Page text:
Second Intermediate Period of Egypt

The Second Intermediate Period dates from 1700 to 1550 BC.[1]: 123  It marks a period when ancient Egypt was divided into smaller dynasties for a second time, between the end of the Middle Kingdom and the start of the New Kingdom. The concept of a Second Intermediate Period generally includes the 13th through to the 17th dynasties, however there is no universal agreement in Egyptology about how to define the period.[2]

The Second Intermediate Period
c. 1700–1550 BC
The political situation in the Second Intermediate Period of Egypt (c. 1650 – c. 1550 BC)
The political situation in the Second Intermediate Period of Egypt (c. 1650 – c. 1550 BC)
Ancient Egyptian religion
Demonym(s)Egyptians and Hyksos
• c. 1701 – c. 1677 BC
Merneferre Ay (first)
• c. 1555 – c. 1550 BC
Kamose (last)
• approximately around the late 13th Dynasty
c. 1700
• The end of the 17th Dynasty of Egypt
1550 BC
Preceded by
Succeeded by
Middle Kingdom of Egypt
New Kingdom of Egypt

It is best known as the period when the Hyksos people of West Asia established the 15th Dynasty and ruled from Avaris, which, according to Manetho's Aegyptiaca, was founded by a king by the name of Salitis.[3] The settling of these people may have occurred peacefully, although later recounts of Manetho portray the Hyksos "as violent conquerors and oppressors of Egypt".[4]

The Turin King List from the time of Ramesses II remains the primary source for understanding the chronology and political history of the Second Intermediate Period, along with studying the typology of scarabs, beetle-shaped amulets mass-produced in Ancient Egypt and often inscribed with the names of rulers.[5]

Collapse of the Middle Kingdom edit

The 12th Dynasty of Egypt ended in the late 19th century BC with the death of Queen Sobekneferu.[6] She had no heirs, causing the dynasty to come to an abrupt end, and with it, the most prosperous era of the Middle Kingdom; it was succeeded by the much weaker 13th Dynasty. According to the Byzantine chronicler George Syncellus, all three sources of the translated king list of Africanus, Eusebius, and the Armenian of Eusebius state that the 13th Dynasty had sixty kings that ruled and lived in Dioplus for roughly 453 years.[7] Retaining the seat of the 12th Dynasty, the 13th Dynasty (c. 1773 – 1650 BC) ruled from Itjtawy ("Seizer-of-the-Two-Lands") for most of its existence.

The pyramid of Khendjer is the only pyramid known to have been completed during the 13th Dynasty
Upper part of a statue of pharaoh Khendjer from his pyramid complex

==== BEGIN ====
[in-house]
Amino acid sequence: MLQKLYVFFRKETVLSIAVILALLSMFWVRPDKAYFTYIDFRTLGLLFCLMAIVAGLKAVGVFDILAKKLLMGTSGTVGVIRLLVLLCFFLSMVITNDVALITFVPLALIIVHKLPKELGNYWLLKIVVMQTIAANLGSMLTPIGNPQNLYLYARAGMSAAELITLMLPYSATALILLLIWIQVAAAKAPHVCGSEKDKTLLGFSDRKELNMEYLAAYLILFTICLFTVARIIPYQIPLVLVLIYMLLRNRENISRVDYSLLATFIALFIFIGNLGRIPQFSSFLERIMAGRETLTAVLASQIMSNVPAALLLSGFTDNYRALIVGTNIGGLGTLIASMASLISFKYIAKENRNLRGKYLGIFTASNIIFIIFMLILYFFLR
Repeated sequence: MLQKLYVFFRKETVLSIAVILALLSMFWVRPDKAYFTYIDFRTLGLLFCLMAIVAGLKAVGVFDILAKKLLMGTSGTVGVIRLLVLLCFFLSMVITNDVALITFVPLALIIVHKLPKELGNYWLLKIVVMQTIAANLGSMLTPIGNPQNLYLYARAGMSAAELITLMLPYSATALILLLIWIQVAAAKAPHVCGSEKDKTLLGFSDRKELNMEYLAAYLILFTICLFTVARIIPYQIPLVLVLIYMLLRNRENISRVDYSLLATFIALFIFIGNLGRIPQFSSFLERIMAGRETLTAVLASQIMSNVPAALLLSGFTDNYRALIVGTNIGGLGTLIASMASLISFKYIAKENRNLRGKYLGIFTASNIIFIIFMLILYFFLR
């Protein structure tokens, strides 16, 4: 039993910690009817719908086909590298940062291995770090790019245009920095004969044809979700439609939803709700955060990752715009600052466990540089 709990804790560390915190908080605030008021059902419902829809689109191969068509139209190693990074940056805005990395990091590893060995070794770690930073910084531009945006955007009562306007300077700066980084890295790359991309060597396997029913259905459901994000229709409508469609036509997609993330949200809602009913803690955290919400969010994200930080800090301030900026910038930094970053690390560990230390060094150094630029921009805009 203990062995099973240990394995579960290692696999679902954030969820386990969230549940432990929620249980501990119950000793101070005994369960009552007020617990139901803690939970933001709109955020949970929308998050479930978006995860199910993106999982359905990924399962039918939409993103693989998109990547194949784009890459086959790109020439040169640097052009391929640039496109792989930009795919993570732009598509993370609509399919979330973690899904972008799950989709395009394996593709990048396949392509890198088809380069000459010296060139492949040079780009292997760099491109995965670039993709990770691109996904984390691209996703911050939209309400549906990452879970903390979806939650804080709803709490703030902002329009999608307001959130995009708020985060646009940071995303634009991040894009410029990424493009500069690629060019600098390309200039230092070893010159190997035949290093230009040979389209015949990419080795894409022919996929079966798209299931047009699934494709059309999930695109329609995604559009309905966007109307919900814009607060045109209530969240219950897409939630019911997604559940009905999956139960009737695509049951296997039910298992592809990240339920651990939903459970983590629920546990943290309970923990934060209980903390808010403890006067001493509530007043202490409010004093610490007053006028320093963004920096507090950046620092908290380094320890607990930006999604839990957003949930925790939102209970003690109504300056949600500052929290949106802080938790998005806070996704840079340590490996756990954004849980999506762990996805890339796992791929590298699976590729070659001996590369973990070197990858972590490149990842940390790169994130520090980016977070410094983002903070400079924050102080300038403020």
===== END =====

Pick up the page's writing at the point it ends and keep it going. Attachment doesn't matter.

Migration to Thebes edit

The 13th Dynasty switched to Thebes in the far south possibly in the reign of Merneferre Ay.[1]: 123  Daphna Ben Tor believes that this event was triggered by the invasion of the eastern Delta and the Memphite region by Canaanite rulers, who had their own culture, a variant of the contemporary late Palestinian Middle Bronze Age culture of the southern Levant.[8] For some authors, this marks the end of the Middle Kingdom and the beginning of the Second Intermediate Period.[9] This analysis is rejected by Ryholt and Baker however, who note that the stele of Seheqenre Sankhptahi, reigning toward the end of the dynasty, strongly suggests that he reigned over Memphis. The stele is of unknown provenance.[10][11]

Though the 13th Dynasty may have controlled Upper Egypt, the 14th Dynasty ruled Lower Egypt, and both houses agreed to co-exist allowing trade.[12] Evidently the rulers had trouble with securing power within their territory, being replaced in rapid fashion, but other factors like famine may have played a part.[13] The eventual collapse of the 13th Dynasty became an opening for two smaller dynasties to take control of Egypt.[13]

Transitional period edit

Similar to the First Intermediate Period of Egypt, the Second Intermediate Period was dynamic time in which rule of Egypt was roughly divided between rival power bases in Upper Egypt and Lower Egypt, each controlling a portion of land.

14th Dynasty edit

The 13th Dynasty proved unable to hold on to the entire territory of Egypt, and a provincial ruling family, located in the Nile Delta, broke away from the central authority to form the 14th Dynasty (c. 1700–1650 BC). According to Syncellus, all three sources agree that the 14th Dynasty had seventy-six kings and their court was located in Xois, now modern day Sakha, although they provide different numbers of years ruled. Africanus stated the dynasty reigned for 184 years, while the Armenian version of Eusebius states 484 years. Eusebius states the same as Africanus, but in another copy the same number as the Armenian version.[7][14]